The Texas lawsuit, despite having proper constitutional underpinnings, was denied, not on the facts, but on the basis that Texas had no standing to bring the suit. In the opinion of many court watchers, the Supreme Court justices just punted because they did not want to deal with such a hot potato. The Republican Party has filed numerous other lawsuits supported by hundreds of sworn affidavits. Unlike the "whistleblower" in the impeachment, these affidavits have been made by people willing to publicly swear to the truth under the penalty of perjury.
There was fraud in this election. There were illegal actions taken by various secretaries of state. There were strange and incomprehensible tabulation results in the vote counts. There was improper oversight of the vote tabulation. There was an overwhelming amount of mail-in ballots that could not possibly be validated by any means. It is time to move on, but this country needs to get serious about running elections without fraud. Until we do, no vote will ever go unchallenged.
Ronald Stolpman, Lakeville
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I was not surprised that the "Readers Write" page on Dec. 15 had all five letters critical of the Minnesota congressional delegation for their support of the Texas lawsuit. It is also not surprising that the Star Tribune editorial that same day would be critical as well ("Minn. GOP reps fail to defend vote"). So Reps. Tom Emmer, Pete Stauber and Jim Hagedorn and Rep.-elect Michelle Fischbach do not have a right to express themselves? They cannot join in the political discussion over possible election fraud because it doesn't fit the Star Tribune agenda? They cannot join their more than 100 colleagues with this effort? So much for free speech if it doesn't comport with this publication.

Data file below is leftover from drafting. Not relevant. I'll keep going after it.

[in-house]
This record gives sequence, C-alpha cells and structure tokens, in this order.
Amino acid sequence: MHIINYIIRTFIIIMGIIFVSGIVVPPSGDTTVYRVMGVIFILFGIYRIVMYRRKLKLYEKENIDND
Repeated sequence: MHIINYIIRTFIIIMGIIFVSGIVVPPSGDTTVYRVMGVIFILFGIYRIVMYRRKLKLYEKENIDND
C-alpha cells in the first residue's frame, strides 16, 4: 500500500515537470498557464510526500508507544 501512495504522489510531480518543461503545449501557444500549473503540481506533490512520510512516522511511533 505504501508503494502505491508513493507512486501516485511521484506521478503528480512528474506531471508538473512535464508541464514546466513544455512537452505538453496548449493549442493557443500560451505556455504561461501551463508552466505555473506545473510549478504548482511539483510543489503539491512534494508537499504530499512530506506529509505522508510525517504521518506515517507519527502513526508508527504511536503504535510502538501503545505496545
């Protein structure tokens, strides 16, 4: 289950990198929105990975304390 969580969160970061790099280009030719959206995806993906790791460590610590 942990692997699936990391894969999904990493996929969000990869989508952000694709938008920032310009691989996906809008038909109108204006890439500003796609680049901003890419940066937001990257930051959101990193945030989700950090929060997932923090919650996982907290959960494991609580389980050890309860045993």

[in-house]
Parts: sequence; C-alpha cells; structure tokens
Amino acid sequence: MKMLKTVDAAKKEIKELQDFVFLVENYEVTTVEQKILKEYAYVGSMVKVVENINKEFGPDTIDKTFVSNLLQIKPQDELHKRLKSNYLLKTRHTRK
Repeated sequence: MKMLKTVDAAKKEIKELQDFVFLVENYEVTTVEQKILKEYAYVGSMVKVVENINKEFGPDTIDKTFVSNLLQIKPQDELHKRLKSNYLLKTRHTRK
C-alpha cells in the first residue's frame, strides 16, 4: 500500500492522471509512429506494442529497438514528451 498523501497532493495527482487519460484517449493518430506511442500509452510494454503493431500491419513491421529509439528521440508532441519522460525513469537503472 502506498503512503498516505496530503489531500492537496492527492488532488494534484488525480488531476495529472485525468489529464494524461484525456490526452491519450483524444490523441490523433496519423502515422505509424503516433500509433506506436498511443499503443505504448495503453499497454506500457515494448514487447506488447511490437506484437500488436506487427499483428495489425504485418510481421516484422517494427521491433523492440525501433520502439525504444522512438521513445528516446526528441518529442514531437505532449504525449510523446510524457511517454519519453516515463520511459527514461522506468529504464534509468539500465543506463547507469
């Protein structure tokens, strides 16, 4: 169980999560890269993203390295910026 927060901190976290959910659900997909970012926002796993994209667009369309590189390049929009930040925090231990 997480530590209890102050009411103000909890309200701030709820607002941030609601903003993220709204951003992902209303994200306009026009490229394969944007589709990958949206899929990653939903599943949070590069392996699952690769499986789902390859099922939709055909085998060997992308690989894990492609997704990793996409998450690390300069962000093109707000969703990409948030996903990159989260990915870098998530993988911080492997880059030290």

Yet at the same time, Minnesota DFL Chairman Ken Martin can call the Texas initiative a "thinly veiled coup." Minnesota Attorney General Keith Ellison can join 22 other attorneys general and claim the lawsuit was "baseless," and Minnesota Secretary of State Steve Simon can warn the congressional support was damaging, embarrassing and insulting. This hypocritical application that limits societal discussion is one reason why we will remain a divided nation. The inability for tolerance in the arena of political discourse will limit our ability to move forward in a productive manner.
For those who cried "shame," I suggest you look in a mirror.
Joe Polunc, Waconia
Thanks for the snickerdoodle!
We lost our mother on Dec. 12, 2015. She had 12 children — six boys and six girls. This year, we girls are remembering her by scanning and sending our favorite recipes from the Betty Crocker "Cooky Book" to do some holiday baking. We no longer have the original book we grew up baking from each year at Christmas, but I recently came across one in mint condition on the book sale shelf at the library and snatched it right up.
Among our favorite recipes is the snickerdoodle. I just read the name of the person who submitted the recipe, as well as the city and state of origin, googled the name and learned that the Anfinson family of Minnesota is credited with inventing the snickerdoodle. Please tell the Anfinsons of Minnesota that we are still fans of this yummy cookie and are grateful for the memories of making them and many other delicious holiday cookies with our mom as young girls. We are now sharing the recipe with our own adult daughters and their girls.
Happy and healthy holidays to all.
Jennie Lang Moore, Claymont, Del.